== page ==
The battles on land, sea and in the air form the narrative heart of this World War I study, along with new interpretations of the military events and insights into the way the modern world was shaped by what happened between 1914 and 1918.
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Despite the avalanche of books written about the First World War in recent years, there have been comparatively few books that deliver a comprehensive account of the war and its campaigns from start to finish. The First World War fills the gap superbly. As readers familiar with Keegan's previous books (including The Second World War and Six Armies in Normandy) know, he's a historian of the old school. He has no earth-shattering new theories to challenge the status quo, no first-person accounts to tug on the emotions--what he does have, though, is a gift for talking the lay person through the twists and turns of a complex narrative in a way that is never less than accessible or engaging.
Keegan never tries to ram his learning down your throat. Where other authors have struggled to explain how Britain could ever allow itself to be dragged into such a war in 1914, Keegan keeps his account practical. The level of communications that we enjoy today just didn't exist then, and so it was much harder to keep track of what was going on. By the time a message had finally reached the person in question, the situation may have changed out of all recognition. Keegan applies this same "cock-up" theory of history to the rest of the war, principally the three great disasters at Gallipoli, the Somme, and Passchendaele. The generals didn't send all those troops to their deaths deliberately, Keegan argues; they did it out of incompetence and ineptitude, and because they had no idea of what was actually going on at the front.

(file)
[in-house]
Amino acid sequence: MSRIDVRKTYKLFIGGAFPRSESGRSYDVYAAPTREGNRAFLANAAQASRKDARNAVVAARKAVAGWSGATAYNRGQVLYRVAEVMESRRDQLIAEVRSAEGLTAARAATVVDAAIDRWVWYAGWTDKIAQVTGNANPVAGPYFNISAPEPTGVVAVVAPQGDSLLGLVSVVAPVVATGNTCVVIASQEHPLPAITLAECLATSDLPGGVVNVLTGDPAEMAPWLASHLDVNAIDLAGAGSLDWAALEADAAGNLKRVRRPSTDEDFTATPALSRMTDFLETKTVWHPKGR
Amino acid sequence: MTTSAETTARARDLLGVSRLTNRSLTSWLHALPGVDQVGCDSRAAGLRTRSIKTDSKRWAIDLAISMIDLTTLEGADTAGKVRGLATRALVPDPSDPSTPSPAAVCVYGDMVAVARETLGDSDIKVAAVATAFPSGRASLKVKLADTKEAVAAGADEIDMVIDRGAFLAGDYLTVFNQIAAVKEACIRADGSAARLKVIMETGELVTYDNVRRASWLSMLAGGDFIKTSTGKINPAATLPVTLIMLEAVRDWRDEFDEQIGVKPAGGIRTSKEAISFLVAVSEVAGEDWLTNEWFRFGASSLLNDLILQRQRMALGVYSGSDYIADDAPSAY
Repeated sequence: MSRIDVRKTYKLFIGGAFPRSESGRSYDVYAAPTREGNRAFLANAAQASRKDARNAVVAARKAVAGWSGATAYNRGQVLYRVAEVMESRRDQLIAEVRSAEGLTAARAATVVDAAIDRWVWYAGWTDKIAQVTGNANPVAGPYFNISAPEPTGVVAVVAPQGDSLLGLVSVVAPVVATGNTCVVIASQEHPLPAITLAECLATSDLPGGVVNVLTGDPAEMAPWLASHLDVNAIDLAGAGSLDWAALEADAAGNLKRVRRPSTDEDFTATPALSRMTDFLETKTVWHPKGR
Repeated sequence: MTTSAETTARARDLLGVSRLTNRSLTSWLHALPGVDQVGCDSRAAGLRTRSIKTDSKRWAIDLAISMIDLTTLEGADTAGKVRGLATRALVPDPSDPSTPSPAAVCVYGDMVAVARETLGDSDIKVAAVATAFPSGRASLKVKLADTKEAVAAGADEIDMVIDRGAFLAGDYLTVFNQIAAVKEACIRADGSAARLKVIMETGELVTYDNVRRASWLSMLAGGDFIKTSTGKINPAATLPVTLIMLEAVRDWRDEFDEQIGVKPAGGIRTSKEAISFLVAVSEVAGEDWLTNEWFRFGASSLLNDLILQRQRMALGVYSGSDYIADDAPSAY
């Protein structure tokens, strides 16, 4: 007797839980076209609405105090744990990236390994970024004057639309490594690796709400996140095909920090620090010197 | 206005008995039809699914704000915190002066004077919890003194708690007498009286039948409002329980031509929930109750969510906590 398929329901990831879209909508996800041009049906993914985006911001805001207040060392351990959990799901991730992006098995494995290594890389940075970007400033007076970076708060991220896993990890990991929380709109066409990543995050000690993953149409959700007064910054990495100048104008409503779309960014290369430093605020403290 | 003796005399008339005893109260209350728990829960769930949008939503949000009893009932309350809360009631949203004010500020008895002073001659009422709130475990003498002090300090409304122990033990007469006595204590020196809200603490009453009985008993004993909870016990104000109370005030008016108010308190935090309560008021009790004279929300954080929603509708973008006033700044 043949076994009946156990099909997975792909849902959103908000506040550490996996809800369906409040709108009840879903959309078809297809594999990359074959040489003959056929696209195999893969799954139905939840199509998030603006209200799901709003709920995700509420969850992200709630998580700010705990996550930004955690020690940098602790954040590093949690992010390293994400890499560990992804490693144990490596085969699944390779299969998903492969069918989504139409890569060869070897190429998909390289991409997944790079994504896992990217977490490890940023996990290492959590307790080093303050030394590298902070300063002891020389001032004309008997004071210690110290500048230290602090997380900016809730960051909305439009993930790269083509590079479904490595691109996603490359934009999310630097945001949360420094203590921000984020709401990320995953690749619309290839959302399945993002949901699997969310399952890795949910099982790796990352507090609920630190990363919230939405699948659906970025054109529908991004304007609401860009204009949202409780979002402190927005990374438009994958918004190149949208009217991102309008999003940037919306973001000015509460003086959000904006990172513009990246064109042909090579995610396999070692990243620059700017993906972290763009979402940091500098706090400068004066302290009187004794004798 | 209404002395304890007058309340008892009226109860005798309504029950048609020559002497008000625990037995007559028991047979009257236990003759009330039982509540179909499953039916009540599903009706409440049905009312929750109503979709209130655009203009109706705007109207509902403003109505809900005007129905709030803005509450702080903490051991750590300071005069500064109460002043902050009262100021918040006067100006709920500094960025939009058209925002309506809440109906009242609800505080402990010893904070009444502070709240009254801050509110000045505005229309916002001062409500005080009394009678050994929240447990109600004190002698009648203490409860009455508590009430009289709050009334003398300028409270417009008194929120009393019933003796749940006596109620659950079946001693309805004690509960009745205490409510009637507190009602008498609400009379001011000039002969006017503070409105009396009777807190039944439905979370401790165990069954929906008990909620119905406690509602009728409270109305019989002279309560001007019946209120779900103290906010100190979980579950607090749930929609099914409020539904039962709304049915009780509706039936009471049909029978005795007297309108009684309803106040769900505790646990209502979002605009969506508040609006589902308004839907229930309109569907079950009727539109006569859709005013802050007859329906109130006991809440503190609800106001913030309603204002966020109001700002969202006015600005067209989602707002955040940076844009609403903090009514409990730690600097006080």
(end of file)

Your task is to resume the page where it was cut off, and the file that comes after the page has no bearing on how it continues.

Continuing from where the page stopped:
While The First World War is not afraid to point the finger at those generals who deserve it, even Keegan has to admit he doesn't have all the answers. If it all seems so obviously futile and such a massive waste of life now, he asks, how could it have seemed worthwhile back then? Why did so many people carry on, knowing they would die? Why, indeed. --John Crace, Amazon.co.ukFrom the Inside Flap:
The First World War created the modern world. A conflict of unprecedented ferocity, it abruptly ended the relative peace and prosperity of the Victorian era, unleashing such demons of the twentieth century as mechanized warfare and mass death. It also helped to usher in the ideas that have shaped our times--modernism in the arts, new approaches to psychology and medicine, radical thoughts about economics and society--and in so doing shattered the faith in rationalism and liberalism that had prevailed in Europe since the Enlightenment.
By the end of the war, three great empires--the Austro-Hungarian, the Russian and the Ottoman--had collapsed. But as Keegan shows, the devastation extended over the entirety of Europe, and still profoundly informs the politics and culture of the continent today. His brilliant, panoramic account of this vast and terrible conflict is destined to take its place among the classics of world history.
Simon Prebble has had more than 60 roles in television plays, serials, and documentaries, including Hamlet, Six Wives of Henry VII, and Photofinish and played Martin Chedwyn on the CBS soap opera As the World Turns.
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Book Description Hutchinson, 1998. Hardcover. Book Condition: New. Bookseller Inventory # P110091801788